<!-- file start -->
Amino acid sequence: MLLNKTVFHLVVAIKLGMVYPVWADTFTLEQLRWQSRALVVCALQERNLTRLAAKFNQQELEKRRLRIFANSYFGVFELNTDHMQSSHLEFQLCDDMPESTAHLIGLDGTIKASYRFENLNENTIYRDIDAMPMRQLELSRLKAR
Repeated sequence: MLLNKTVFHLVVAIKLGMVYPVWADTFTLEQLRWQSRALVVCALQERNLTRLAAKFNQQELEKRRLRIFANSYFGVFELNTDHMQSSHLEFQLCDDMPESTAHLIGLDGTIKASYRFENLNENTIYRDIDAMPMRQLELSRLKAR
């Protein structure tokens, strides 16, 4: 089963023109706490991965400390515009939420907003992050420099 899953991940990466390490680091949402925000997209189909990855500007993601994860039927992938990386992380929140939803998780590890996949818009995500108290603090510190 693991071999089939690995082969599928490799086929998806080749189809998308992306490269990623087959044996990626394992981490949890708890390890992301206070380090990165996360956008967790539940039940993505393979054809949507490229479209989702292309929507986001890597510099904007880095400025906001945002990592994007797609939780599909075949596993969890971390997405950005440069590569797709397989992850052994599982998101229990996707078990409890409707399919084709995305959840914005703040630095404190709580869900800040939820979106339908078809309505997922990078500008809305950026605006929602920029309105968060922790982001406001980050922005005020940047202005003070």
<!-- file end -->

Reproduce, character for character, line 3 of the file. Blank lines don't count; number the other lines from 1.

């Protein structure tokens, strides 16, 4: 089963023109706490991965400390515009939420907003992050420099 899953991940990466390490680091949402925000997209189909990855500007993601994860039927992938990386992380929140939803998780590890996949818009995500108290603090510190 693991071999089939690995082969599928490799086929998806080749189809998308992306490269990623087959044996990626394992981490949890708890390890992301206070380090990165996360956008967790539940039940993505393979054809949507490229479209989702292309929507986001890597510099904007880095400025906001945002990592994007797609939780599909075949596993969890971390997405950005440069590569797709397989992850052994599982998101229990996707078990409890409707399919084709995305959840914005703040630095404190709580869900800040939820979106339908078809309505997922990078500008809305950026605006929602920029309105968060922790982001406001980050922005005020940047202005003070």